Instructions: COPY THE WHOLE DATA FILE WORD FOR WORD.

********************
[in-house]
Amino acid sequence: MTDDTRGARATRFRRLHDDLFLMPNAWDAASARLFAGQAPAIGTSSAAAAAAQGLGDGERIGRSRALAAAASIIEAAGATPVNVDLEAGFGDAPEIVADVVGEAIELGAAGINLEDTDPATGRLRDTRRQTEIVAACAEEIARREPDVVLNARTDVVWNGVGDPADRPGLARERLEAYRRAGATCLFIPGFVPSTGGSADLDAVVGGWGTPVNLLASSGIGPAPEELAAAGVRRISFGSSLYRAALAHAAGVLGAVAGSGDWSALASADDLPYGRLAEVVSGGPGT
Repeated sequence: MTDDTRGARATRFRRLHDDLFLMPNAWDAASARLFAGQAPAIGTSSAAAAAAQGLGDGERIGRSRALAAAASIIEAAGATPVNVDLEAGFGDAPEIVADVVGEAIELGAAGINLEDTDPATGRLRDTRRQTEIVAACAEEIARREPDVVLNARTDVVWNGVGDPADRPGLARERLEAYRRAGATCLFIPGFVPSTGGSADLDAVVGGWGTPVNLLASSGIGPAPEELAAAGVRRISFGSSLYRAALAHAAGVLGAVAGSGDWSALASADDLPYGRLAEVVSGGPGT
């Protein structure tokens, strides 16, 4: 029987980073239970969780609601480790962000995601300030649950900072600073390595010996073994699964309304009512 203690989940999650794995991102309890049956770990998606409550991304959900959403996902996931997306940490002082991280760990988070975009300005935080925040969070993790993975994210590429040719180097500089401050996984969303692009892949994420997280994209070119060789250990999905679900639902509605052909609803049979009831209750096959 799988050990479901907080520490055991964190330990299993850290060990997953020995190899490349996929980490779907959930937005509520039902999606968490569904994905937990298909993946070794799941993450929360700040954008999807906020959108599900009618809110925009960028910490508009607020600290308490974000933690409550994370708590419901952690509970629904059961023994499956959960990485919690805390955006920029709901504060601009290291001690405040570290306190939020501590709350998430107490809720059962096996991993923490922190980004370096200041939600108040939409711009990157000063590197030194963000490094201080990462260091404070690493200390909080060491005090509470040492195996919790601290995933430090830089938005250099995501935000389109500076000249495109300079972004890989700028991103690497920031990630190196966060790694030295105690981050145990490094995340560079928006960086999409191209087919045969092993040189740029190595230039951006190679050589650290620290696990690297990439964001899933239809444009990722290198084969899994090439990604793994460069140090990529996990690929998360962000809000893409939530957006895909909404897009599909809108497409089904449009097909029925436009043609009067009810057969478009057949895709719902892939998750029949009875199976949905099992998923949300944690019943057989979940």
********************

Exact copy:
[in-house]
Amino acid sequence: MTDDTRGARATRFRRLHDDLFLMPNAWDAASARLFAGQAPAIGTSSAAAAAAQGLGDGERIGRSRALAAAASIIEAAGATPVNVDLEAGFGDAPEIVADVVGEAIELGAAGINLEDTDPATGRLRDTRRQTEIVAACAEEIARREPDVVLNARTDVVWNGVGDPADRPGLARERLEAYRRAGATCLFIPGFVPSTGGSADLDAVVGGWGTPVNLLASSGIGPAPEELAAAGVRRISFGSSLYRAALAHAAGVLGAVAGSGDWSALASADDLPYGRLAEVVSGGPGT
Repeated sequence: MTDDTRGARATRFRRLHDDLFLMPNAWDAASARLFAGQAPAIGTSSAAAAAAQGLGDGERIGRSRALAAAASIIEAAGATPVNVDLEAGFGDAPEIVADVVGEAIELGAAGINLEDTDPATGRLRDTRRQTEIVAACAEEIARREPDVVLNARTDVVWNGVGDPADRPGLARERLEAYRRAGATCLFIPGFVPSTGGSADLDAVVGGWGTPVNLLASSGIGPAPEELAAAGVRRISFGSSLYRAALAHAAGVLGAVAGSGDWSALASADDLPYGRLAEVVSGGPGT
């Protein structure tokens, strides 16, 4: 029987980073239970969780609601480790962000995601300030649950900072600073390595010996073994699964309304009512 203690989940999650794995991102309890049956770990998606409550991304959900959403996902996931997306940490002082991280760990988070975009300005935080925040969070993790993975994210590429040719180097500089401050996984969303692009892949994420997280994209070119060789250990999905679900639902509605052909609803049979009831209750096959 799988050990479901907080520490055991964190330990299993850290060990997953020995190899490349996929980490779907959930937005509520039902999606968490569904994905937990298909993946070794799941993450929360700040954008999807906020959108599900009618809110925009960028910490508009607020600290308490974000933690409550994370708590419901952690509970629904059961023994499956959960990485919690805390955006920029709901504060601009290291001690405040570290306190939020501590709350998430107490809720059962096996991993923490922190980004370096200041939600108040939409711009990157000063590197030194963000490094201080990462260091404070690493200390909080060491005090509470040492195996919790601290995933430090830089938005250099995501935000389109500076000249495109300079972004890989700028991103690497920031990630190196966060790694030295105690981050145990490094995340560079928006960086999409191209087919045969092993040189740029190595230039951006190679050589650290620290696990690297990439964001899933239809444009990722290198084969899994090439990604793994460069140090990529996990690929998360962000809000893409939530957006895909909404897009599909809108497409089904449009097909029925436009043609009067009810057969478009057949895709719902892939998750029949009875199976949905099992998923949300944690019943057989979940």